Everyone can learn to be organised

June 10, 2008

in Productivity

Do you think people are born organised or that everyone can learn to be organised? Last week in GTD Times there was a post discussing research showing that intelligence is not a fixed attribute (Expandable Intelligence: the Effort Effect and Learning How to be Organized | GTD Times). Rather it is something that can be learned and

grows with effort…

The author then went on to draw a similarity with being organised.

Instead of saying to yourself

I’m just disorganised, there’s no point even trying.

imagine saying

I can be organised. I just need to learn how to do it.

The trick is finding the right “system” for you and learning it in a way that best suits you.

Find out how you learn

If we can learn to be more organised, it makes sense to find out our optimum learning style. Take some time to think about what ways you learn best. Often, the way people learn is divided into three categories (although there are much more complex methods):

  • Visual learners, who learn by watching. Illustrations and diagrams can be very helpful. Take lots of notes and draw pictures. Use visual cues like post-it-notes
  • Auditory learners, who learn by hearing. Talking things through or reading aloud can be helpful. Perhaps try an audiobook or listen to podcasts on your chosen systems.
  • Kinesthetic learners, who learn by doing. Hands on is the way to go. Think about how you feel when you’re using a system.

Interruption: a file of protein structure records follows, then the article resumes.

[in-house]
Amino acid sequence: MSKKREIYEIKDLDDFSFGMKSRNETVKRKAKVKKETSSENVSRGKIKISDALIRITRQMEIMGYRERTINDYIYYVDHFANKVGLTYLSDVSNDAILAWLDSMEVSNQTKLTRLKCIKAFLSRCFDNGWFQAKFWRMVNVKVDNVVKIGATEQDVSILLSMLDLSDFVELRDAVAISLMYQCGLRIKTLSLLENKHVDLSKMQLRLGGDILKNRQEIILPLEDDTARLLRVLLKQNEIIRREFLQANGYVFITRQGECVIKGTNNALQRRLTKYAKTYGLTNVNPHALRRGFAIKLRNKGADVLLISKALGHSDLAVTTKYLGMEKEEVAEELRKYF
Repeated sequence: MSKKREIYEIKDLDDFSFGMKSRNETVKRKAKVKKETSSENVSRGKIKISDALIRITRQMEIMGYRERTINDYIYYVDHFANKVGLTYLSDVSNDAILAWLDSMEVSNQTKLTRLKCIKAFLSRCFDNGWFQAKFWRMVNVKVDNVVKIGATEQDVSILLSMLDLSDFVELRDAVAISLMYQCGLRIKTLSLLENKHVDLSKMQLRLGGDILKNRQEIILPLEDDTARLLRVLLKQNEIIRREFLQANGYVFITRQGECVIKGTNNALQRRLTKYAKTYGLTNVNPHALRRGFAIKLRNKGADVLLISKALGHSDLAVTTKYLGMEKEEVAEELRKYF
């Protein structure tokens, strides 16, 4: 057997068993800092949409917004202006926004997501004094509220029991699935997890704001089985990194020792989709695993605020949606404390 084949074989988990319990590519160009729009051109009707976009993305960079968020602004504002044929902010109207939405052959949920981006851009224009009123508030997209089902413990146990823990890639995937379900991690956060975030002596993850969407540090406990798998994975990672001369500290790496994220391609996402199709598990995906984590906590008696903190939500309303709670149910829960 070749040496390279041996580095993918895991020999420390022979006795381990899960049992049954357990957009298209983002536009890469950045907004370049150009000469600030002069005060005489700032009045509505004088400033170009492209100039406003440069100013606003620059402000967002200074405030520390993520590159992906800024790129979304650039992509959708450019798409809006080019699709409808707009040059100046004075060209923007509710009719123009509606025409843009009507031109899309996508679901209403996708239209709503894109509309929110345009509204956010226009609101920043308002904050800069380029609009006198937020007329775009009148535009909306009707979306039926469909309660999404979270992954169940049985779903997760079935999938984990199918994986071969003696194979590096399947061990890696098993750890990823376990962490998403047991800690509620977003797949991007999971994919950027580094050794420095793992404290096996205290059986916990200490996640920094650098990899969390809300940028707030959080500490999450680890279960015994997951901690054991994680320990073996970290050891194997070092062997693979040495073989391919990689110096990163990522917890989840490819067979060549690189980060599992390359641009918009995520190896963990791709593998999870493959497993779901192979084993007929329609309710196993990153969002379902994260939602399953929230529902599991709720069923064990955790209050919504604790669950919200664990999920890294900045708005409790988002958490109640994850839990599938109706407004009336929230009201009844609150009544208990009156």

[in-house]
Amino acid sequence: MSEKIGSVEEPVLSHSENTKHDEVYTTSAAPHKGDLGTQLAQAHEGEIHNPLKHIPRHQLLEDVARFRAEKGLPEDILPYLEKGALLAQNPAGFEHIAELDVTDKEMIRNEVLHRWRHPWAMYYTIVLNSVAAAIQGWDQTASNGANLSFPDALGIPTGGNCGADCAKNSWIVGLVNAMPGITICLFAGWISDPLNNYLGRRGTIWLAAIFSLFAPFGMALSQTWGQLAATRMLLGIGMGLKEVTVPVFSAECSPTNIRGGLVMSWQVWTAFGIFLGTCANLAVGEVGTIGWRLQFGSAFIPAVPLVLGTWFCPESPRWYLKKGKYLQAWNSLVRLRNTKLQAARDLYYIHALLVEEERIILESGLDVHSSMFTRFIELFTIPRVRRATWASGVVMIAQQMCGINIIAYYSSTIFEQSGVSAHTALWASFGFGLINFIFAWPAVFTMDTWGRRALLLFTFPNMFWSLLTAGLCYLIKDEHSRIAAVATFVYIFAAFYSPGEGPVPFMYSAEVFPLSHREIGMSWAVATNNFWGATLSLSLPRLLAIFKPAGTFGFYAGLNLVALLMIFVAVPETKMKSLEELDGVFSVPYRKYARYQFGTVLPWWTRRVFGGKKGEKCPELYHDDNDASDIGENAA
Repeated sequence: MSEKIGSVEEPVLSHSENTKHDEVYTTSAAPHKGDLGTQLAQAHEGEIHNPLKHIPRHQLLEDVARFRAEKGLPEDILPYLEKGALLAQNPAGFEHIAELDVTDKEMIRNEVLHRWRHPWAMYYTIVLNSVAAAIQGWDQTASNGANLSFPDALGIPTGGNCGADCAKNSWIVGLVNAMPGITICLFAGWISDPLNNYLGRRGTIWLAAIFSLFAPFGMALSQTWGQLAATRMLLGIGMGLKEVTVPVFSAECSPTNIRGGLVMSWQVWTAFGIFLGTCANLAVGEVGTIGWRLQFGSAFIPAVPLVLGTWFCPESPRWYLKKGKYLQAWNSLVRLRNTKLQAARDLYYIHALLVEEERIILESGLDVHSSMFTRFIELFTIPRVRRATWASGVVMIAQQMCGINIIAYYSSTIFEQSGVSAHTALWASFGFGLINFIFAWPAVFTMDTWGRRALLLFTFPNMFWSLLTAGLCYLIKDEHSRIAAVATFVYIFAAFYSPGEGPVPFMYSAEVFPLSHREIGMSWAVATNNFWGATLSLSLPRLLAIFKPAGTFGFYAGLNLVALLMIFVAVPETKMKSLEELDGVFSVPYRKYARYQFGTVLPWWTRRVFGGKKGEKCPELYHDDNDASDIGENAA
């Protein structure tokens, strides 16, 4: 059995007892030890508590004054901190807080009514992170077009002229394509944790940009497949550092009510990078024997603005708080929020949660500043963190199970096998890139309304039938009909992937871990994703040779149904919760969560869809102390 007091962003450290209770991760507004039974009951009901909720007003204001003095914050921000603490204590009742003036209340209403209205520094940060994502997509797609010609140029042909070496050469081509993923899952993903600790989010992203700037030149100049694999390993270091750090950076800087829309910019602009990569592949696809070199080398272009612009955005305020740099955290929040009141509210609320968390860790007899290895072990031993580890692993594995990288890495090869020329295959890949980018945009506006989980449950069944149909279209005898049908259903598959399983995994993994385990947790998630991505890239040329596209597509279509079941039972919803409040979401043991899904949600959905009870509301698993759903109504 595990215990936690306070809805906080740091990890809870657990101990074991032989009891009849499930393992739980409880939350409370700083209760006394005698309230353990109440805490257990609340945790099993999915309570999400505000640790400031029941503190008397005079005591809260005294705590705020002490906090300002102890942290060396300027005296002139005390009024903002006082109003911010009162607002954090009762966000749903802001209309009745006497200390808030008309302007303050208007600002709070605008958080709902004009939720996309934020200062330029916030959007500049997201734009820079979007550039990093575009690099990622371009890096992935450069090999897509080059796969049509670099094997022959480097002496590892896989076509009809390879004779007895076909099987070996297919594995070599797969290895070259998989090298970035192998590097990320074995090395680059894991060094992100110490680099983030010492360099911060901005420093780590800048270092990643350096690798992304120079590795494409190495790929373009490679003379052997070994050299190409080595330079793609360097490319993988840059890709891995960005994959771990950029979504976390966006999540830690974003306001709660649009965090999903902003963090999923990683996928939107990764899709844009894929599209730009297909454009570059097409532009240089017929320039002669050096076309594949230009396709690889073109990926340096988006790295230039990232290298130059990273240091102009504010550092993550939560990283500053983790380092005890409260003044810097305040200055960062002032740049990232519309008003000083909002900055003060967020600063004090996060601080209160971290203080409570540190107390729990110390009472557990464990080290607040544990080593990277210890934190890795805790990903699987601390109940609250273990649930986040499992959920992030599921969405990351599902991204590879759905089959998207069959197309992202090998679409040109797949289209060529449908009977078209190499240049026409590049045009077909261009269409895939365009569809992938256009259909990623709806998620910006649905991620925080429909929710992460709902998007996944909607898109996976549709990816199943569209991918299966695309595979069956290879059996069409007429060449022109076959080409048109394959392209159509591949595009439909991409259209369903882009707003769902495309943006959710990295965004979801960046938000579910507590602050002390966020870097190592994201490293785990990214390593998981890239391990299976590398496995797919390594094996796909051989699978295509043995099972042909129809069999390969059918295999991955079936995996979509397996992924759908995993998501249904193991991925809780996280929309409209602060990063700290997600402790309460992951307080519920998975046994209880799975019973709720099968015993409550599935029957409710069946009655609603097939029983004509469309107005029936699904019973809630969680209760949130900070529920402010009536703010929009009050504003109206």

If you’re interested in finding out your learning style, there’s a quick quiz here with a short description of each.

In addition to being important in learning the how’s of a system, your learning style will play a role in how successfully you can continue to carry it out. Try to find a way to organise that fits with your learning style and a successful outcome is more likely.

The right system

Your organising system doesn’t necessarily need to be based entirely on one way of doing things, for example GTD or Franklin Covey or Flylady or the way your mum did it. Similarly, it doesn’t need to follow any system to a “T”. I think the trick to finding the right system is to take what works for you and leave the rest behind. Personalise it. If you find that part of one system and part of another system help, then why not combine them and see how it works. The organising police are not going to come knocking on your door because you’re mixing things up a bit.

I have tried all of those systems and probably more that I’ve forgotten. I’m finding that works best for me, but I don’t follow it meticulously. I leave bits out and add other bits in. And it changes from time to time, depending on my resources, requirements and how I’m feeling.

Of course, there’s going to be some trial and error involved. And nothing’s going to happen without a commitment. Give yourself time to get used to using your system. Let it become part of your daily routine. Remember the “grows with effort” part (above). In the famous words of a Pantene model, it won’t happen overnight, but it will happen.

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